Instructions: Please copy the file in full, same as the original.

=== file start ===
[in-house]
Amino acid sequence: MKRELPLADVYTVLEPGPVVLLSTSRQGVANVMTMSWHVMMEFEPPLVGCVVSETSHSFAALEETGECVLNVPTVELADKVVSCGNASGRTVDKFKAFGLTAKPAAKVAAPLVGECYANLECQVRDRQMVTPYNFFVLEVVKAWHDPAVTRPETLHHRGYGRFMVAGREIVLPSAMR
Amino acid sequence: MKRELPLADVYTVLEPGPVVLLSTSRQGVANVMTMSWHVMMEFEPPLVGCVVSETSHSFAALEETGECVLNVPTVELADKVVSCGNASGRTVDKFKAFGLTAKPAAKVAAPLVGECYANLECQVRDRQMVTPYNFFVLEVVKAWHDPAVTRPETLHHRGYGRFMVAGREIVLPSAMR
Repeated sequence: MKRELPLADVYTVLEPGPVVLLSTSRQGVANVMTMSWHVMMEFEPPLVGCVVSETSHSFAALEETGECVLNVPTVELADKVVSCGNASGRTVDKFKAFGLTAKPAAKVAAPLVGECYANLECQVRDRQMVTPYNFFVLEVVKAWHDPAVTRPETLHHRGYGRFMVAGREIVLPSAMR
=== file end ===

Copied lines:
[in-house]
Amino acid sequence: MKRELPLADVYTVLEPGPVVLLSTSRQGVANVMTMSWHVMMEFEPPLVGCVVSETSHSFAALEETGECVLNVPTVELADKVVSCGNASGRTVDKFKAFGLTAKPAAKVAAPLVGECYANLECQVRDRQMVTPYNFFVLEVVKAWHDPAVTRPETLHHRGYGRFMVAGREIVLPSAMR
Amino acid sequence: MKRELPLADVYTVLEPGPVVLLSTSRQGVANVMTMSWHVMMEFEPPLVGCVVSETSHSFAALEETGECVLNVPTVELADKVVSCGNASGRTVDKFKAFGLTAKPAAKVAAPLVGECYANLECQVRDRQMVTPYNFFVLEVVKAWHDPAVTRPETLHHRGYGRFMVAGREIVLPSAMR
Repeated sequence: MKRELPLADVYTVLEPGPVVLLSTSRQGVANVMTMSWHVMMEFEPPLVGCVVSETSHSFAALEETGECVLNVPTVELADKVVSCGNASGRTVDKFKAFGLTAKPAAKVAAPLVGECYANLECQVRDRQMVTPYNFFVLEVVKAWHDPAVTRPETLHHRGYGRFMVAGREIVLPSAMR